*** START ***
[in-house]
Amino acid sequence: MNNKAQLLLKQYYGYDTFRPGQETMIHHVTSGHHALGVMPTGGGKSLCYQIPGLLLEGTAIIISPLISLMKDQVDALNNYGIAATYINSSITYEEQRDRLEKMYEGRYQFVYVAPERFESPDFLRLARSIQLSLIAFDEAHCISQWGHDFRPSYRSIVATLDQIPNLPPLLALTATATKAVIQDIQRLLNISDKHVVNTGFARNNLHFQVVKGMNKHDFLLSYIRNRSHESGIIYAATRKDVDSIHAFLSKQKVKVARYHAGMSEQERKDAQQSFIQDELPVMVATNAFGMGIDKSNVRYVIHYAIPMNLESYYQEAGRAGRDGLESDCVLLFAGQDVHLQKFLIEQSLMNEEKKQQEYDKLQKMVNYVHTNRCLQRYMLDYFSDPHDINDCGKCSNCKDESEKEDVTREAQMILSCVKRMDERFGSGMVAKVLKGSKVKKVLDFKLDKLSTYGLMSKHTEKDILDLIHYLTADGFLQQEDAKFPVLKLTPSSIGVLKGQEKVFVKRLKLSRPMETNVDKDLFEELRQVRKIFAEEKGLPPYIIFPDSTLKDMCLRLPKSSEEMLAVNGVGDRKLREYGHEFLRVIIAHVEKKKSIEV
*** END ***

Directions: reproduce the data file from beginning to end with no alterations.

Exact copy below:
[in-house]
Amino acid sequence: MNNKAQLLLKQYYGYDTFRPGQETMIHHVTSGHHALGVMPTGGGKSLCYQIPGLLLEGTAIIISPLISLMKDQVDALNNYGIAATYINSSITYEEQRDRLEKMYEGRYQFVYVAPERFESPDFLRLARSIQLSLIAFDEAHCISQWGHDFRPSYRSIVATLDQIPNLPPLLALTATATKAVIQDIQRLLNISDKHVVNTGFARNNLHFQVVKGMNKHDFLLSYIRNRSHESGIIYAATRKDVDSIHAFLSKQKVKVARYHAGMSEQERKDAQQSFIQDELPVMVATNAFGMGIDKSNVRYVIHYAIPMNLESYYQEAGRAGRDGLESDCVLLFAGQDVHLQKFLIEQSLMNEEKKQQEYDKLQKMVNYVHTNRCLQRYMLDYFSDPHDINDCGKCSNCKDESEKEDVTREAQMILSCVKRMDERFGSGMVAKVLKGSKVKKVLDFKLDKLSTYGLMSKHTEKDILDLIHYLTADGFLQQEDAKFPVLKLTPSSIGVLKGQEKVFVKRLKLSRPMETNVDKDLFEELRQVRKIFAEEKGLPPYIIFPDSTLKDMCLRLPKSSEEMLAVNGVGDRKLREYGHEFLRVIIAHVEKKKSIEV